5 Questions With… Hayti Heritage Film Festival’s Lana Garland

Filmmaker and Hayti Heritage Film Festival curator Lana Garland discusses the importance of black film and the effect it has on the community.
by Gabriella Axner

The 26th season of Hayti Heritage Film Festival begins Thursday, February 13 and continues through Saturday, February 15. Located on 804 Fayetteville St. in Durham, the festival began in 1994 has become a yearly event to celebrate and sustain black film. While, the festival emphasizes work from the American South, it also includes film from all the way across the African diaspora. We spoke to curator Lana Garland about this year’s event. 

What are the origins of the festival and how did the festival come to be?

No one remembers how it came to be, as none of the folks are still here, but images are important. Hayti is an epicenter of black culture here and it isn’t surprising that they’d want to have a festival. When I was a little girl in the 1970s, I remember that whenever you saw a black person on TV, you’d run to the phone to tell someone—it was so rare. Film is so very important because of the history of African Americans in America. The festival shows films from people and filmmakers of African descent that show our lives and show our stories.  It is no surprise that they’d want to start a festival 26 years ago.

How do you choose which films to show?

We take films by submission. People will submit their film and a jury selects the best films from those submitted. The jury rounds out about 60% of the program, then curation steps in.  We think that it’s important that we see films from black filmmakers across the diaspora. We try to choose films from people of African descent that have come out in the past two years. This year we have a film by an Afro-Philipino woman who lives in the United Kingdom. It is important to be able to have a conversation about how diverse our culture is and showing different parts of the community to ourselves is a rare thing. It shows different life experiences and it’s important for us to be able to see all those facets of ourselves.

What can one expect at this festival?  What will they experience?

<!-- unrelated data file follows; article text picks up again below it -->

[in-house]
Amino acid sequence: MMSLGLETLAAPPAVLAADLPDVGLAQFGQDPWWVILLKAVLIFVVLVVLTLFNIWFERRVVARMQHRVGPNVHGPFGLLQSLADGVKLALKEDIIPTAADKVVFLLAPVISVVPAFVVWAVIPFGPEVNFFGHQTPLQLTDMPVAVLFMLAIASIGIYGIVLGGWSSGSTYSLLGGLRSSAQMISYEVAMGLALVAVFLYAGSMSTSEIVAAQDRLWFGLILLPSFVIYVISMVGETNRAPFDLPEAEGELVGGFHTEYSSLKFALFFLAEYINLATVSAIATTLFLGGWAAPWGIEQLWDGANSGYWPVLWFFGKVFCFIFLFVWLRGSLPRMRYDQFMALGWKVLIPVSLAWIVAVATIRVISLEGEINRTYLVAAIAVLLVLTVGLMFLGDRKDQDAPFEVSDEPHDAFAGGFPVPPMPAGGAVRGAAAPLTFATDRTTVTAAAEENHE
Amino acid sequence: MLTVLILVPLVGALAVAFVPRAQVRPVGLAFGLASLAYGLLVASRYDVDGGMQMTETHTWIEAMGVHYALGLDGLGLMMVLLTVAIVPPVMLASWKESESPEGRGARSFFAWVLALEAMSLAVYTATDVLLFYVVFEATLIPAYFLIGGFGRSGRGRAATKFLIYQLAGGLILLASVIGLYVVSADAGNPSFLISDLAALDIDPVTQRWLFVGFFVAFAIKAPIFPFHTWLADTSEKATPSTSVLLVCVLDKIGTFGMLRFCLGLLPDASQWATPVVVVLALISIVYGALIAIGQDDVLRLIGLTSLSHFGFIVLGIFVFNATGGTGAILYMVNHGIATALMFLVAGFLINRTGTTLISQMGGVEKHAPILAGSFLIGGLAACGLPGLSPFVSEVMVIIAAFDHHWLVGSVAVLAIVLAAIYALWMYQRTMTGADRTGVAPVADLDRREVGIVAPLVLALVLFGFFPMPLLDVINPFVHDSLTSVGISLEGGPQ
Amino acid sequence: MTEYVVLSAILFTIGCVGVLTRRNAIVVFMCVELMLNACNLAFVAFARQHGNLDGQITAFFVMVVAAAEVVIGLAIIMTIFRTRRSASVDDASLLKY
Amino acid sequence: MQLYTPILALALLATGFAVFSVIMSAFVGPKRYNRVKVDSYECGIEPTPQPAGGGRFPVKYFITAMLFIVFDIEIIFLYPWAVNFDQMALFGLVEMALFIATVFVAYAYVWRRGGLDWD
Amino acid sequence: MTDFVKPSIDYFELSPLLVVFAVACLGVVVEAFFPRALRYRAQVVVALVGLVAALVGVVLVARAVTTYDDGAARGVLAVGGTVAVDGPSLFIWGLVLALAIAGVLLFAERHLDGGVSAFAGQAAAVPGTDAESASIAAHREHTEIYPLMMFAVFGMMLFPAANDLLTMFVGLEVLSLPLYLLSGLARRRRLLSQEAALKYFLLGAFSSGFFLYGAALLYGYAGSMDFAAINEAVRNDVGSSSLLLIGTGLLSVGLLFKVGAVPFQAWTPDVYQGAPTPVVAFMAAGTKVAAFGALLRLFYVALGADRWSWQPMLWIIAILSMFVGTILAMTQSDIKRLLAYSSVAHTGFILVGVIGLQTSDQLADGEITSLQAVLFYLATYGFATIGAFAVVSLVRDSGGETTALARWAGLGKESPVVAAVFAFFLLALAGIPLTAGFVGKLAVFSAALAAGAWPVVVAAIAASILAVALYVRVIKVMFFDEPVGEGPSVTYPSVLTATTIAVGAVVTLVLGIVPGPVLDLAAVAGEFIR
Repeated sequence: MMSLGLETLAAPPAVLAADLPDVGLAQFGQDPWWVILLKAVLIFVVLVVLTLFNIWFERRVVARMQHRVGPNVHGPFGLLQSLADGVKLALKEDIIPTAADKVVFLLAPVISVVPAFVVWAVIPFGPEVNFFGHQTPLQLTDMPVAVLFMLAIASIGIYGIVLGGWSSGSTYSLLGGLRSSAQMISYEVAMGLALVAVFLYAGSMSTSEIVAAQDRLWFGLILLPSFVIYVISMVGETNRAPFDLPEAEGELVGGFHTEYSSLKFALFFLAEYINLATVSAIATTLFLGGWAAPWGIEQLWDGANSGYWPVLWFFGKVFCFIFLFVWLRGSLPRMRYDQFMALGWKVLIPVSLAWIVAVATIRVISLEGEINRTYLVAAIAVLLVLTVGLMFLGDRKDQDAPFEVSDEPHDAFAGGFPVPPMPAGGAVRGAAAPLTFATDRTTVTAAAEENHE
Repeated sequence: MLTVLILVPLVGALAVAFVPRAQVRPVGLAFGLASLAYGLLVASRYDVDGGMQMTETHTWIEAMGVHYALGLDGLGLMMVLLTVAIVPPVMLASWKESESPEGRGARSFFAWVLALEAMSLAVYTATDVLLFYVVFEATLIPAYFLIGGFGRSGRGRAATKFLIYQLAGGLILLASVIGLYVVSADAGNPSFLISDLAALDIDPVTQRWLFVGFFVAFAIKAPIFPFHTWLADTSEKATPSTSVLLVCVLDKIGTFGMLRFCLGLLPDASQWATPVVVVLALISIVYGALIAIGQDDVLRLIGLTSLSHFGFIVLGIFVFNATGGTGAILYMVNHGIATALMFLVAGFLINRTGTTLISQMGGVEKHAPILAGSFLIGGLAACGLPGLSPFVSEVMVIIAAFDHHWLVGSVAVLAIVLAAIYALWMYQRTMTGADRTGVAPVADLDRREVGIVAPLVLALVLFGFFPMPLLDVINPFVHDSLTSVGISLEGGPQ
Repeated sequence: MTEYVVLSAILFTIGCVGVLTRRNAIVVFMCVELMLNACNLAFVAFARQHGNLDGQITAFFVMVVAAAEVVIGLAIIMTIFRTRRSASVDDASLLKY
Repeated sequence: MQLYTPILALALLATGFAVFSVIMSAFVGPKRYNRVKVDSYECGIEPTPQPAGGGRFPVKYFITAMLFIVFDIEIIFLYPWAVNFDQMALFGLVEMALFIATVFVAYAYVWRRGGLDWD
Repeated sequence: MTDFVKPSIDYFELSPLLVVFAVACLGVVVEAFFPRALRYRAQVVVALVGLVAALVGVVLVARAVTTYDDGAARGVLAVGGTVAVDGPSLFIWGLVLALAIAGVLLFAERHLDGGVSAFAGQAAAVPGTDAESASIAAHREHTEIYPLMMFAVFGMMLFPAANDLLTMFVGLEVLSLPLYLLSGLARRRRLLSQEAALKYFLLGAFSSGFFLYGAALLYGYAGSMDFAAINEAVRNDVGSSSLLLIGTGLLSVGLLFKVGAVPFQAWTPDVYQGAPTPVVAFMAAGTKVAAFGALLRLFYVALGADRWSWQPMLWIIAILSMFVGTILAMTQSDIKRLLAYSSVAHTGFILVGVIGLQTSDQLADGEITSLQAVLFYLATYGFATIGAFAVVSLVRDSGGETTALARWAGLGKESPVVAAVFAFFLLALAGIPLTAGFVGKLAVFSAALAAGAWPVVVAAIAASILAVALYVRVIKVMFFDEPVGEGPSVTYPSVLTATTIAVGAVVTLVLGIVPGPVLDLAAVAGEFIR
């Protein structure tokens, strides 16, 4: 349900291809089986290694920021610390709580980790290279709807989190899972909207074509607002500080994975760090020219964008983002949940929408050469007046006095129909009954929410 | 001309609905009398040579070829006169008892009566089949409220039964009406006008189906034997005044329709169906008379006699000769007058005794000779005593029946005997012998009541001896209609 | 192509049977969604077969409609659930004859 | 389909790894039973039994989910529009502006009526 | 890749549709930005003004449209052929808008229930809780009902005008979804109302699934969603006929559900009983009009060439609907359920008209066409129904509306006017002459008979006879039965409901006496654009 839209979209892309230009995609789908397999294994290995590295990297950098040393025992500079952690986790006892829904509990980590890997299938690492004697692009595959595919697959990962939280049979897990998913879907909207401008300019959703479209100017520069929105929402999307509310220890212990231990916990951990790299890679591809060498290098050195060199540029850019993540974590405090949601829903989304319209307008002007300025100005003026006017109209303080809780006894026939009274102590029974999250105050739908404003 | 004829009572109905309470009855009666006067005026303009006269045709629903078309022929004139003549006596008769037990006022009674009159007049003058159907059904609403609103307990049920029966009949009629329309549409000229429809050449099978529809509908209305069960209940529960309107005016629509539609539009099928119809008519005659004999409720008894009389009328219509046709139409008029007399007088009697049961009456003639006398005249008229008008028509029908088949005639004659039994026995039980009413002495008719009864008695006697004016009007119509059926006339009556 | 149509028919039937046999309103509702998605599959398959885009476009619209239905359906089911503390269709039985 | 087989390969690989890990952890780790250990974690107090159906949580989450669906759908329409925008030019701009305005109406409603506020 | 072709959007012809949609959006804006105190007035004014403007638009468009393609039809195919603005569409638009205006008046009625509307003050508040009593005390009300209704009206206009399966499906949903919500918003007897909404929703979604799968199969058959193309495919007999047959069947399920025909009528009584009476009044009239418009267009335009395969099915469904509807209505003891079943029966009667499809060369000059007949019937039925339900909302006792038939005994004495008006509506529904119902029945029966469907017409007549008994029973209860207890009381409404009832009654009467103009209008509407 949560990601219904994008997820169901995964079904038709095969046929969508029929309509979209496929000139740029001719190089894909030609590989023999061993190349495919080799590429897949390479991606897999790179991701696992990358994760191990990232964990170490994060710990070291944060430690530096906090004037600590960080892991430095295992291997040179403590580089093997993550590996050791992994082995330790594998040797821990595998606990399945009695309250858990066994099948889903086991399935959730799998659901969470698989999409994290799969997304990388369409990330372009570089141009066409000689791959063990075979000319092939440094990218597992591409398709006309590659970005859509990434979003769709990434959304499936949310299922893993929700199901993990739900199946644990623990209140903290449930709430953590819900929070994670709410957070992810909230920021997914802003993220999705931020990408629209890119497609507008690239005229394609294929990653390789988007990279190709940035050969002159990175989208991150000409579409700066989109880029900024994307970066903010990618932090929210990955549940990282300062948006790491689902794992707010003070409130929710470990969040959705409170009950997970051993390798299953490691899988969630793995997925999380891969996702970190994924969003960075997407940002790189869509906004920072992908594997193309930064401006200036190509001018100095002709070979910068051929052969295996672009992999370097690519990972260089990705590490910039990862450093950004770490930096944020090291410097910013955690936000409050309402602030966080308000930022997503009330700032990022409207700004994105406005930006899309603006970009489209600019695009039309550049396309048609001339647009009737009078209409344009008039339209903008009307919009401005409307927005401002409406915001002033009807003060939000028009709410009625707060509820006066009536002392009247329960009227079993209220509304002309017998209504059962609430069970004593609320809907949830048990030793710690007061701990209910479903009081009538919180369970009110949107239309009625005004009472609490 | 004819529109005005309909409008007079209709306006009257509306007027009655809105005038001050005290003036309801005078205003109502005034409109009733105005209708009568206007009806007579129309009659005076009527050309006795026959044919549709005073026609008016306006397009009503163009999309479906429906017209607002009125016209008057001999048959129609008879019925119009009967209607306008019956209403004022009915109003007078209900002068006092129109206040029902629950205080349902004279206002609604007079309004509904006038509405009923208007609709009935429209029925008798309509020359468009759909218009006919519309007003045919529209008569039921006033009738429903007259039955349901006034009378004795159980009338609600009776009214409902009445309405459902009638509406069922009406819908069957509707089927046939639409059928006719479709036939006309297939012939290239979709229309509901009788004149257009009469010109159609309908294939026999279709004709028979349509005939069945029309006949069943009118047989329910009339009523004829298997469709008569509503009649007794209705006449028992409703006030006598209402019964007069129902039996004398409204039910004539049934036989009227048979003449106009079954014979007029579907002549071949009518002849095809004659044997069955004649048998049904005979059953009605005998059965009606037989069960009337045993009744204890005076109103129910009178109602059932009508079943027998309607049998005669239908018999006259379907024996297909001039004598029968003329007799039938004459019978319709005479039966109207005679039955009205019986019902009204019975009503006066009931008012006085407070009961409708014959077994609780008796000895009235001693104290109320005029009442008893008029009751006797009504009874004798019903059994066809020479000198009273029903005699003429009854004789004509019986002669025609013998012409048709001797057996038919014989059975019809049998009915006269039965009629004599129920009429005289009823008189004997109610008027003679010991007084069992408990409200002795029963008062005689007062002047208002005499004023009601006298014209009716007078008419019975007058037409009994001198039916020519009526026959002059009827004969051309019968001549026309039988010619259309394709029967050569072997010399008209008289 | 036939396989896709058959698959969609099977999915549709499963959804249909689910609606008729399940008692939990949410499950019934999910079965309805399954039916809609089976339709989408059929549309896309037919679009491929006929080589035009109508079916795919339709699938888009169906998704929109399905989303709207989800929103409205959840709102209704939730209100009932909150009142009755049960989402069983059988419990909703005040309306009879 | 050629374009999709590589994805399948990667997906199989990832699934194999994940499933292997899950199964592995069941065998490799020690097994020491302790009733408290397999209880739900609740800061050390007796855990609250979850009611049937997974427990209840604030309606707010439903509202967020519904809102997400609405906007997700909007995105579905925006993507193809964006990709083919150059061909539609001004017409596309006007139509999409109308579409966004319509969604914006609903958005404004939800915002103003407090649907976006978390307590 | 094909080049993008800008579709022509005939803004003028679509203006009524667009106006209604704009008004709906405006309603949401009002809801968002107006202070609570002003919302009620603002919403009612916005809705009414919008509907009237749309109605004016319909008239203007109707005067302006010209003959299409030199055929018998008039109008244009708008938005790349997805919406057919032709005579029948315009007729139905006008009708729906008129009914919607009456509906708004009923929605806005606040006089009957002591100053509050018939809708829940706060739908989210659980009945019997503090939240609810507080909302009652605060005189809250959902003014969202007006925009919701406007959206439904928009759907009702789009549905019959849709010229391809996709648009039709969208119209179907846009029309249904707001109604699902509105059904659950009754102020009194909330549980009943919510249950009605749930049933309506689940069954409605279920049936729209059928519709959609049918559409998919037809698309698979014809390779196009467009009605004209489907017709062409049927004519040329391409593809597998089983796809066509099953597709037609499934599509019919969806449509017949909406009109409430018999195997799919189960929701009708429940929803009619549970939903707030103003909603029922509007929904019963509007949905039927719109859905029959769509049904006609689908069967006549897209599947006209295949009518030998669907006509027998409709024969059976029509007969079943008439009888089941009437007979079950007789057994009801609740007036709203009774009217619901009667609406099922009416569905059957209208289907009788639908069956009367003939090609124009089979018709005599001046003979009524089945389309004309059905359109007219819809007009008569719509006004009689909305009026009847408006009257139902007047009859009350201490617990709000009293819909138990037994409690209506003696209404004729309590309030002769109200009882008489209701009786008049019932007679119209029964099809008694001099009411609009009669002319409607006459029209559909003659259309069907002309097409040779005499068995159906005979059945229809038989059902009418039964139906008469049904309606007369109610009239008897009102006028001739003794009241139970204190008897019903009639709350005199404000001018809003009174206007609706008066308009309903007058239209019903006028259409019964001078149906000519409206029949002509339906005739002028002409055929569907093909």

We call it the environment of black family reunion. Anyone who walks through the door is our cousin and we treat you as such. There will be both shorts and features, documentaries and fiction. We’ll also have workshops that help filmmakers. There is one that helps you transition a web series to a television show. We have a master class in acting with Obba Babatunde. The Southern Documentary Fund will also be there, so filmmakers will be able to run their idea over with them for 15 minutes. My film, Passing On, is about the dying tradition of African American funeral homes. The film explores why the undertaker role is disappearing. This festival honors our elders but also we also have cutting edge youth oriented programming as well.

Courtesy Discover Durham

What does this festival represent to the community? 

When I came to this area, I asked to take it over because festivals are my life. I just saw this vision for not only having a black film festival but more specifically, a black southern film festival. It’s a journey of teaching people why we need to have film festivals. They’ve quickly learned that we are able to see content that otherwise we’d never be able to see. People know they can expect a certain amount of excellence. This is the only festival in America that centers around African American film making. It helps people learn who they are and where they’re going.

What is the response you all get from the community after the festival?  How does it impact everyone?

It’s so important that people see people and their communities on screen. Being able to imagine a world where we don’t see it is very important. When we are able to see afro-futuristic films, it changes the boundaries of who or what we can be. When watching Passing On, the audience has the ability to choose and make a decision whether it’s okay for the disappearance of these funeral homes to happen or not. The films can change the way you think about your community and the world.

For more information, visit haytifilmfest.org.